News reporting at its best – the launching of the ML 4002 :  “From Pamela to Penelope”


Mrs Gwen Ranger lived at the Heads with her husband and two sons, Keith and Peter.  She ran the Heads Tea Room together with her sister, Miss Smith, the scene of many happy dances where we danced in the middle room and sat outside on the wide veranda overlooking the sea.   

But Mrs Gwen Ranger is perhaps best remembered for her gossip column – kindly gossip – reporting social events in the local rag, the weekly ‘Knysna Advertiser’.  Her column was called “From Pamela to Penelope” and in it she recorded all the social events of the week with enthusiasm and panache worthy of a professional society columnist. For those of us away at school , college or the army, the ‘Knysna Advertiser’ was a must!  “Pamela” kept us abreast of all the local comings and goings, and especially of those coming home on leave from the army, navy or air force.

For Vicky and me the column has been a mine of information, often bringing to the surface useful as well as entertaining details of events, such as the launching of the Fairmile Motor Launches built by Thesens for the war effort, which could be found nowhere else and often gave a more intimate picture of war-time Knysna than official facts and figures could show.  Margaret & Vicky.


‘Knysna Advertiser’ July 21, 1944

“Penelope, my sweet …  You do miss such a lot by living in a town instead of a village.  How can seeing a few ships in the distance compare with being close to one when it is launched.  Yes, another champagne bottle has been broken, and the things that impressed us all so much were firstly, the very neat way in which Mrs Cyril Noble broke the bottle, and her perfect self-possession as she stood on the platform looking very nice in a green silk dress under a fawn coat, and a smart felt hat to match.  Ryland, her son (a perfectly lovely kiddie) is evidently following in father’s footsteps.  He was must more interested in machinery than he was in the ship his mother was launching …   All the usual people were there and one or two unusual ones, including Mrs van Reenen, charming and handsome as usual, Mrs Stent, who we were all glad to see, and Jack Venter.  We dashed over when the ship was moored, to watch the look of pride on Bobbie Collier’s face as he tried vainly to very nonchalant about it all and to see Mrs Noble receive her trophy, the champagne cork.”


A description of the launching of M.L. 4002 (the last of the Fairmiles to be built here) was related in the ‘Knysna Advertiser’ in February 1945.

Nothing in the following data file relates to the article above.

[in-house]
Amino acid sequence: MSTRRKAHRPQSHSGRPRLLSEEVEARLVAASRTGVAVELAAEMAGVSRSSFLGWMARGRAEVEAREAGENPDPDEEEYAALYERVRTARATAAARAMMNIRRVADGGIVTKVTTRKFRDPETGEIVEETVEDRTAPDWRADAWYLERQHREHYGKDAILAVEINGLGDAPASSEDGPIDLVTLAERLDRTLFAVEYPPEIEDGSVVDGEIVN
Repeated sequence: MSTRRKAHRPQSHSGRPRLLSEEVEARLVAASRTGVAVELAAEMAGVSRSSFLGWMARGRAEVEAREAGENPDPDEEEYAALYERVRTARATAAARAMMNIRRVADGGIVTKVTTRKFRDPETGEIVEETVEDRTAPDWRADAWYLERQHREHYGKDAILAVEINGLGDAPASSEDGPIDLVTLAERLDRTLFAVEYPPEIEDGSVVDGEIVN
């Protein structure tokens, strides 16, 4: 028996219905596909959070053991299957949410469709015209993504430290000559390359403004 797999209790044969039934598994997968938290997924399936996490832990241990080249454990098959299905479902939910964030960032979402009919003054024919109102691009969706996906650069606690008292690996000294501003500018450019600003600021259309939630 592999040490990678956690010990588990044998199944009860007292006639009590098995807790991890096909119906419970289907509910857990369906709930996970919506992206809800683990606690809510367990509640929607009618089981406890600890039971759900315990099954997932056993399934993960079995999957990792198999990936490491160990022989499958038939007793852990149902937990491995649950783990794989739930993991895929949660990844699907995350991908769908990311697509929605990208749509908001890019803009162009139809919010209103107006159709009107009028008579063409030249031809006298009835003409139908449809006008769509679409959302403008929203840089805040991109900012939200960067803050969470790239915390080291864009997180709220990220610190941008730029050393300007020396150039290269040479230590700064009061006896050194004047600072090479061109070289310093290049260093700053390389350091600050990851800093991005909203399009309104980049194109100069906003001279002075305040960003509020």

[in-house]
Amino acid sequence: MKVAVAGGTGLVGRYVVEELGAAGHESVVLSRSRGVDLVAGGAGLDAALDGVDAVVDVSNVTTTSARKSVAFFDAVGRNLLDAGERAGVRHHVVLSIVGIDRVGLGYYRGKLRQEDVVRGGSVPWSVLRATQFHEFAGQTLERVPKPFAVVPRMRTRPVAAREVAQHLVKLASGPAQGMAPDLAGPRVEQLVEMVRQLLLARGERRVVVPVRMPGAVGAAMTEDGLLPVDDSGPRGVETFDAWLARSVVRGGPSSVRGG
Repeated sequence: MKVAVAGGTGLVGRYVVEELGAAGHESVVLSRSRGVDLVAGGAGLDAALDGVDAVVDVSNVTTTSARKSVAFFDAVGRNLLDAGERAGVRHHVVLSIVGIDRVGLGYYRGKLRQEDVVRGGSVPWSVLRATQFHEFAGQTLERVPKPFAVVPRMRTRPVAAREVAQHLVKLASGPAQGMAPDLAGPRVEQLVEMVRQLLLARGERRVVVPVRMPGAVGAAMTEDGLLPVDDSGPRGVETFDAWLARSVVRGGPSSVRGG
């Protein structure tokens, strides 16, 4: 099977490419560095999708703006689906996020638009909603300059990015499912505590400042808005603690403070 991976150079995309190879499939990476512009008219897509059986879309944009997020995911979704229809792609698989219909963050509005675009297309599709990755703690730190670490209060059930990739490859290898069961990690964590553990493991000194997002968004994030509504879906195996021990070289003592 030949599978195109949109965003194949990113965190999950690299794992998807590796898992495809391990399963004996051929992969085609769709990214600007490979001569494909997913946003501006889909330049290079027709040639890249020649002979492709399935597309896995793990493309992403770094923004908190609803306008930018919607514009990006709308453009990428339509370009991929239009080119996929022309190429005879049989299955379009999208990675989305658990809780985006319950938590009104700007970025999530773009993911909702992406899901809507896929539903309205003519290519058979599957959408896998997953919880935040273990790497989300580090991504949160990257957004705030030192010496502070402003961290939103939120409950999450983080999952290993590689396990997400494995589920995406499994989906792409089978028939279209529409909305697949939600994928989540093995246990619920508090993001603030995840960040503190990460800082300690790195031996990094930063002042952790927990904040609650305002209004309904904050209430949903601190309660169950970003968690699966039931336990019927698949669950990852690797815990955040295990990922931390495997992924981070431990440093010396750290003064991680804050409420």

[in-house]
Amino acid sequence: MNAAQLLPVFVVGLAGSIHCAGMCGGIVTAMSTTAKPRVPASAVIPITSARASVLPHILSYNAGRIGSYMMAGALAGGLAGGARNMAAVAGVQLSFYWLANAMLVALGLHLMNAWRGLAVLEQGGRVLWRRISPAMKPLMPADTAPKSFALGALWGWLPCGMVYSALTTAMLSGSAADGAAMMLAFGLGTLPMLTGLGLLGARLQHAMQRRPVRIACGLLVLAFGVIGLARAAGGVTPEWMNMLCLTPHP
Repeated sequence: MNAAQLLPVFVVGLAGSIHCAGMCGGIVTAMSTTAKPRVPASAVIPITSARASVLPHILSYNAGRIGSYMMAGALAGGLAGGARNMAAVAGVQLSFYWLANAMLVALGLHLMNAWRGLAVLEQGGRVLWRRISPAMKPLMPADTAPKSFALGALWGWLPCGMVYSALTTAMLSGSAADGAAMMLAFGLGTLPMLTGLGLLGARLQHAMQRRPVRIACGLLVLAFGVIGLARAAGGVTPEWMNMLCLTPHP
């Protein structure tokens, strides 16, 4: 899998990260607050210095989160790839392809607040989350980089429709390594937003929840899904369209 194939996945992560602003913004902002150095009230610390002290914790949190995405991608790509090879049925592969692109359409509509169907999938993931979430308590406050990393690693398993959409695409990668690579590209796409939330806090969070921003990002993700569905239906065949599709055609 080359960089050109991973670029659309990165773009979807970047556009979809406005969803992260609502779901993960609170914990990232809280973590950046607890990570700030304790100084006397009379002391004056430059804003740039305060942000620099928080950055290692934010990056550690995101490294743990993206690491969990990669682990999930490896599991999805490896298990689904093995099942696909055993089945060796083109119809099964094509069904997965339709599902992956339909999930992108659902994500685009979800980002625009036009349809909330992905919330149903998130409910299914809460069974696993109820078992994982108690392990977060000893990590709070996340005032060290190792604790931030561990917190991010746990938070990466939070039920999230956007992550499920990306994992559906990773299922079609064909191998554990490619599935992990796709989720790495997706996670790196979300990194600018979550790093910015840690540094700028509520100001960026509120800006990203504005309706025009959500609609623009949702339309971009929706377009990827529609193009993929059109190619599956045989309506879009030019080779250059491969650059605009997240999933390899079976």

This took place on a Saturday afternoon and there were “hundreds and hundreds of people there.  The ship looked grand – flags fluttering from bow to stern, the Union Jack floating from the front, and the flag-wrapped champagne bottle dangling, ready for the critical moment.  The Navy were all hovering around, just too beautiful in spotless white.  On the platform, were Bishop Watts; Rev.Farr; Canon Sharples; Mrs Andersen; the pretty and charming Provincial Commandant of S.A.W.A.S.; Mrs Eric Thesen; Captain Francis; Mrs Vosper (in a neat grey suit); our genial mayor, Mr Wilson; Mrs Eedes, the Jansenville Adjutant, very smart in (S.A.W.A.S.) uniform; Mrs Cawood, another member of the Jansenville band; Commander and Mrs Hampshire; Mr Littlefield (the Admiralty overseer; he and his wife were ever so nice, Penelope); and last, but not least, Mr Rolf Thesen and Mrs Nel, Jansenville Commandant, who had the proud privilege of launching the last Knysna ship.  Captain Francis said some very nice things about our ships, and congratulated Thesens, and the skippers.  Then Mr Rolf told us about all the people who had helped to build them.

The Bishop conducted the short service and then Mrs Nel (she’s just a darling – we all liked her so much) came forward to do her part.  She named the ship, and then those words that always bring such a lump to my throat: “God bless you and keep you, and all that serve in you”.  The ship then, to the cheers of the crowd and the nautical airs of the orchestra, gracefully and gallantly took to the water – the pride of the skipper and his officers, of Jansenville S.A.W.A.S., and thousands of people besides.  Good luck to her!”

All the money Gwen earned from these columns she gave to the War Effort.

But, by many here in Knysna whose memories go back to the days of World War II, she will be particularly remembered for her popular column in the ‘Knysna Advertiser’.



Source:  ‘Memories of Knysna’ researched and compiled by Mrs Margaret Parkes & Mrs Vicky Williams